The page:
U.S. Banks and the Fed as Global Lender of Last Resort

A new paper from Lawrence Broz uses formerly disclosed information to show that the Fed’s global lending patterns fit the interests of global U.S. banks just fine. He then analyzes a vote in Congress on a bill that would reduce the Fed’s confidentiality permanently. All but one Republican favored the bill (Robert Turner was the odd one out). Among Democrats those that received  campaign contributions by U.S. banks and those towards the conservative end of the ideological spectrum were more likely to vote in favor (one argument against is that it decreases the political independence of the Fed).  Taken together, these findings suggest that  the Federal Reserve served as lender of last resort at least in part because it served the interests of large U.S. global banks and that these banks influenced Congress through campaign financing. I fully expect Ron Paul to cite this paper at his “last hurrah.”

Here is the abstract:

Passage of the Dodd-Frank financial reform bill, in conjunction with a Supreme Court ruling supporting a Freedom of Information Act request, forced the Federal Reserve (Fed) to disclose private information about its emergency lending during the financial crisis. The disclosures revealed the extent to which the Fed served as a global lender of last resort, providing dollar liquidity to foreign banks that were having difficulty funding their dollar-denominated assets. I exploit the exogenous nature of these disclosures on two levels. First, I use the disclosed information to evaluate the Fed’s global lending during the crisis. My findings indicate that the Fed supported foreign banks in countries in which U.S. money-center banks had high loan exposures, which suggests that the Fed served the interests of global U.S. banks. Second, I explore the congressional response to revelations of the Fed’s massive global lending. I analyze a House vote on “Audit the Fed” legislation that would end the Fed’s confidentiality about the banks and countries it supports and potentially reduce its monetary policy independence. I find the influence of global banks extends to Congress by way of campaign contributions: contributions from global banks significantly reduce the likelihood that a representative will vote in favor of the bill. In addition, I find that right-wing representatives are substantially more likely than their left-wing peers to support the bill, which suggests that new coalitions are forming in Congress on role of the Fed in the (global) economy.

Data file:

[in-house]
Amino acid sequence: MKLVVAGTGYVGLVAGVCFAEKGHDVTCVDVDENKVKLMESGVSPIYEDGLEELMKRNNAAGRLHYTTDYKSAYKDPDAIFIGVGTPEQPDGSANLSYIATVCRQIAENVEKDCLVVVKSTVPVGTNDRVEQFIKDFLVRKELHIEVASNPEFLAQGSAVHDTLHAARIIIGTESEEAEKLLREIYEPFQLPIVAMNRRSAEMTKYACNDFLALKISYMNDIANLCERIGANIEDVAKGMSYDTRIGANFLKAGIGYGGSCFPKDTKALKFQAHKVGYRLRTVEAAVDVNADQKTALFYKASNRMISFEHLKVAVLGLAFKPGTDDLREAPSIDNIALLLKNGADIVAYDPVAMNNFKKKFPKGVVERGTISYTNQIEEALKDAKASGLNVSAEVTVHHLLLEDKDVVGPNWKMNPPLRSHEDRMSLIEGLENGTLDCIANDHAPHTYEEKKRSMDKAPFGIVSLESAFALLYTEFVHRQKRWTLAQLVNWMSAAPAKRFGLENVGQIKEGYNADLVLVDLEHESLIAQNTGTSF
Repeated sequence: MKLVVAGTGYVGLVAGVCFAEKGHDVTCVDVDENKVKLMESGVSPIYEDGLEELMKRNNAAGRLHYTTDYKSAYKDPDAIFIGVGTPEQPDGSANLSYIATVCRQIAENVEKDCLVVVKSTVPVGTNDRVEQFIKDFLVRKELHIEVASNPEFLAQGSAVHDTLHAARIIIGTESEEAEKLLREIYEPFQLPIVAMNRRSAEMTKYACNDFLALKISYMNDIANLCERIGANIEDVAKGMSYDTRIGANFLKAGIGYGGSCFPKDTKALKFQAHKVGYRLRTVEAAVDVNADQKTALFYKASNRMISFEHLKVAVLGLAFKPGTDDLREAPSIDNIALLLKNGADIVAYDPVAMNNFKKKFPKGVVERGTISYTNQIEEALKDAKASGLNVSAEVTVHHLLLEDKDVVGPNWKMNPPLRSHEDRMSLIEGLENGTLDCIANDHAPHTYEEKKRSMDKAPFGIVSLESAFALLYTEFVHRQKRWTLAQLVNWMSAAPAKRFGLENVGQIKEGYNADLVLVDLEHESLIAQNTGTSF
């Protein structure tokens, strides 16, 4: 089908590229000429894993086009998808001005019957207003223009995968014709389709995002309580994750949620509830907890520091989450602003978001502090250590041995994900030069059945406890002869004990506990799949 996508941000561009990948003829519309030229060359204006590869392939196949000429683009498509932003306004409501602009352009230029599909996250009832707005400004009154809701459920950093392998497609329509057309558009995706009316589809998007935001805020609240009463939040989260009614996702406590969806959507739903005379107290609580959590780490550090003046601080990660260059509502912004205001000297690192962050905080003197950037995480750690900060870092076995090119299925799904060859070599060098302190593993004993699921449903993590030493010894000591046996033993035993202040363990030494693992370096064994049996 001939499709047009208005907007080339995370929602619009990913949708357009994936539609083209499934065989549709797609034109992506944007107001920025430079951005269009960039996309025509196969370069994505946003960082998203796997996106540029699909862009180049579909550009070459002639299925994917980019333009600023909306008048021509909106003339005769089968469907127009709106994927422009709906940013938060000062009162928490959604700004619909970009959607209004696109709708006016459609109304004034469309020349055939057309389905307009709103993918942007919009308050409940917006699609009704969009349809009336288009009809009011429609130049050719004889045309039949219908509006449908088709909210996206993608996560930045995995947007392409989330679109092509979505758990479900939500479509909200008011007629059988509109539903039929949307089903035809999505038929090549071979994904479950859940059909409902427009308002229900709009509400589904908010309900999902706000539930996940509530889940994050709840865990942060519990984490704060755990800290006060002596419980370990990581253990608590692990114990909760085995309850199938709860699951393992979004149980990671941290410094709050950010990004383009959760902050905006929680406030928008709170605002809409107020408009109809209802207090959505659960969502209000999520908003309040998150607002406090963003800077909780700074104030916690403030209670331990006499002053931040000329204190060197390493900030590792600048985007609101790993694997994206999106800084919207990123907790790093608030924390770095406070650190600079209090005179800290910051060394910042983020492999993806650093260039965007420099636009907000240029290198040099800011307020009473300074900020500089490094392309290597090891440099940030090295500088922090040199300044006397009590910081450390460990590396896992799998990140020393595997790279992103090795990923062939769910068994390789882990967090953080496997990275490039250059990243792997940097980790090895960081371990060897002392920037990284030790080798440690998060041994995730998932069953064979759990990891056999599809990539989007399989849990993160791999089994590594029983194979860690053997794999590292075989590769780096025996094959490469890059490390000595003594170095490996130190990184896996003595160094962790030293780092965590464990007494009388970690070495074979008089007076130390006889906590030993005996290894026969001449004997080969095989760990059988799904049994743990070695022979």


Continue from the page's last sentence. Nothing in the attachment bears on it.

8 Responses to U.S. Banks and the Fed as Global Lender of Last Resort

  1. Woener August 22, 2012 at 11:13 am #

    …so your only significant comment on this Broz paper is that Ron Paul might find it interesting ?

    How ’bout the massive negative effects of this banking/Congress collusion upon the U.S. economy ?

    The Federal Reserve is a cartel of large banks … created in 1910 at Jekyll Island, Georgia by big- banksters (Morgans, Rockefellers, etc). Congress enforced the cartel with the Federal Reserve Act of 1913. In turn, the Fed supplies Congress with all the phony-money it wants. Result to Joe-Sixpack is that the U.S. Dollar has lost 99% of its value since 1913.

    Very old news.

  2. matt w August 22, 2012 at 12:25 pm #

    You say “among Democrats those that received campaign contributions by U.S. banks… were more likely to vote in favor,” but the abstract says “contributions from global banks significantly reduce the likelihood that a representative will vote in favor of the bill.” These seem to me to contradict each other. Is there a typo, or am I misunderstanding something.